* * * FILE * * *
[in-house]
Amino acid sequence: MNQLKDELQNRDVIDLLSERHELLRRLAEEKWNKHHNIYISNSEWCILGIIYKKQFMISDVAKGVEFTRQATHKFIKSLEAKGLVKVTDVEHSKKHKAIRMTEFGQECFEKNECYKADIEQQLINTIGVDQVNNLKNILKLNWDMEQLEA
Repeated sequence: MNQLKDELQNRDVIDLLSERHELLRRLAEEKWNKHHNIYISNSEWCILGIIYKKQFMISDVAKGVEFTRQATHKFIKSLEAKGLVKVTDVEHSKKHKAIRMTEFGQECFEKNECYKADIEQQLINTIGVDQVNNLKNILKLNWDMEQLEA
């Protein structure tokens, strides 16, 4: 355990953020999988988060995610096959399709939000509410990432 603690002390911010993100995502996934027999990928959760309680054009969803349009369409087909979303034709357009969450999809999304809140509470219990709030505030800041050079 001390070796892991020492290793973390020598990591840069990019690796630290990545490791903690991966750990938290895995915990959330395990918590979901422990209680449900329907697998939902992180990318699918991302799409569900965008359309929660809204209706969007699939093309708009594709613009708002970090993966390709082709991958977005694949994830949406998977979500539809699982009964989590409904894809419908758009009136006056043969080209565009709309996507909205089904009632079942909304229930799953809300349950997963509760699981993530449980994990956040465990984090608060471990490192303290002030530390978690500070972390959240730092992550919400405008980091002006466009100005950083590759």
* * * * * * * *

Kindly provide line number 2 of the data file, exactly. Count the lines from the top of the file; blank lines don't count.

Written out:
Amino acid sequence: MNQLKDELQNRDVIDLLSERHELLRRLAEEKWNKHHNIYISNSEWCILGIIYKKQFMISDVAKGVEFTRQATHKFIKSLEAKGLVKVTDVEHSKKHKAIRMTEFGQECFEKNECYKADIEQQLINTIGVDQVNNLKNILKLNWDMEQLEA